Rangers and Hearts are challenging this. They don't see why rules can't be changed to get the money released to those most in need without having to call the league first. They want it released now. They want the articles changed so the wolf can be kept from the door of the most vulnerable clubs. Free up the money and buy every club time to think calmly about the next step. Park the vote. That's their mantra.
To carry on with their train of thought, Rangers and Hearts want the season to resume whenever possible. They want the remaining matches completed and natural justice served, whether it's the title for Celtic or the drop for the Jambos. At least then there would be no excuses and no asterisks. It's the fairest thing to do, they say. And, of course, they're right.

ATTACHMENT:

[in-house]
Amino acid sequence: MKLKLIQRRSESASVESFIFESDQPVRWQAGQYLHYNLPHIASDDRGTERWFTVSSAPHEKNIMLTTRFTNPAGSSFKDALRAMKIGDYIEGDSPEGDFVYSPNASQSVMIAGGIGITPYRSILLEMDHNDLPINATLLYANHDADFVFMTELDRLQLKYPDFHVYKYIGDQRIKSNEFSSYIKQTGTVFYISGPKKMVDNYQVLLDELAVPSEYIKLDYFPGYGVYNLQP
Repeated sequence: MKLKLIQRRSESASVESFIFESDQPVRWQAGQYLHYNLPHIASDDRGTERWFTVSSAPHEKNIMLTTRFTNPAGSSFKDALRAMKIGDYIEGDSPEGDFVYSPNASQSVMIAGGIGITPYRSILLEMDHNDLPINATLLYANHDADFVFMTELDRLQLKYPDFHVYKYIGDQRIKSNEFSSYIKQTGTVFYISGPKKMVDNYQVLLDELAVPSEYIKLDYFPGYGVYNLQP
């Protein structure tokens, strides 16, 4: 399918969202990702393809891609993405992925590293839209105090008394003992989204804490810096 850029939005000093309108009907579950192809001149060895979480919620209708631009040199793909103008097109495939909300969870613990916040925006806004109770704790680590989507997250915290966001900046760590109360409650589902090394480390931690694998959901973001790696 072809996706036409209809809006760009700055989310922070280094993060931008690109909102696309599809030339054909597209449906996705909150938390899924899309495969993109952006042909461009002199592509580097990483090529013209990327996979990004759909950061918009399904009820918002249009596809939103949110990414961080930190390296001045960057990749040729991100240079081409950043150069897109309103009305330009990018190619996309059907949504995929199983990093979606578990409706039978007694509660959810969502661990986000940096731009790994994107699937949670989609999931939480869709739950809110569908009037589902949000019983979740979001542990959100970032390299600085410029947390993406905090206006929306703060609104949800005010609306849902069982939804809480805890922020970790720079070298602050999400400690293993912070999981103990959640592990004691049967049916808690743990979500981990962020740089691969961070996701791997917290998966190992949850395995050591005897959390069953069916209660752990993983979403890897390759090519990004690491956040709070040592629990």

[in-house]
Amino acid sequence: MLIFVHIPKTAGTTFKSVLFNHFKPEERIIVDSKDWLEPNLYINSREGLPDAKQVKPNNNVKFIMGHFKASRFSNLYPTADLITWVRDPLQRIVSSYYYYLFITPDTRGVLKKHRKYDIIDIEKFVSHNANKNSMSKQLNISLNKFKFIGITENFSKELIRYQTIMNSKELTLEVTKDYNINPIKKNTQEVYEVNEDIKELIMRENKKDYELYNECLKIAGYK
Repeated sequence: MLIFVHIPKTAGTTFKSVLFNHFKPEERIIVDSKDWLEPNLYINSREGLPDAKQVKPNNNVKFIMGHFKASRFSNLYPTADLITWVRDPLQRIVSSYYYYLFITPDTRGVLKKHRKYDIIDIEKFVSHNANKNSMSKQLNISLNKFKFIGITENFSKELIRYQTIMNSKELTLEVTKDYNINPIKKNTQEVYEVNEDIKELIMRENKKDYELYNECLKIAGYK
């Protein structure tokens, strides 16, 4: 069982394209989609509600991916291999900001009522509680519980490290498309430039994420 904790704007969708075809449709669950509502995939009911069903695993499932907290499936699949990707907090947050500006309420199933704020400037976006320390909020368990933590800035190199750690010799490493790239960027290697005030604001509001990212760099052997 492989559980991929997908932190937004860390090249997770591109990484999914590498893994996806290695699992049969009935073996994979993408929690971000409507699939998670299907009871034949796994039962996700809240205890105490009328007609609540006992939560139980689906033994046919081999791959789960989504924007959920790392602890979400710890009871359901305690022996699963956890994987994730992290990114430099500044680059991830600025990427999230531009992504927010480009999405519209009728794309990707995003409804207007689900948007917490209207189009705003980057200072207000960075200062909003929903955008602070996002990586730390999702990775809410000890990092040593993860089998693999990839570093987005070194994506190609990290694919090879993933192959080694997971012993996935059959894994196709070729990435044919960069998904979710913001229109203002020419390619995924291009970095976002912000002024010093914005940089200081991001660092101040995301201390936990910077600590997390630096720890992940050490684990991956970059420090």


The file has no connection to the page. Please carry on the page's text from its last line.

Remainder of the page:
'As much as we want fairness, the point is finance'
Everybody wants fairness, but not everybody is going to get it. It's not possible for all parties to come out of this smiling. The notion that the current season can be completed is not a particularly realistic proposition at this point. Not when you look at what that actually means. It would be extremely optimistic to think that there will be any football played in this country before August. Even that might be a touch hopeful.
But if you are resuming the current season in August, then it'll be mid to late September by the time you're done and it could be late October by the time the new season begins. Bin the winter break, reduce the number of league games, get rid of Scottish Cup replays and do away with the Betfred Cup entirely if you have to and you might get the season over by the time the Euros begins next summer, which is a must.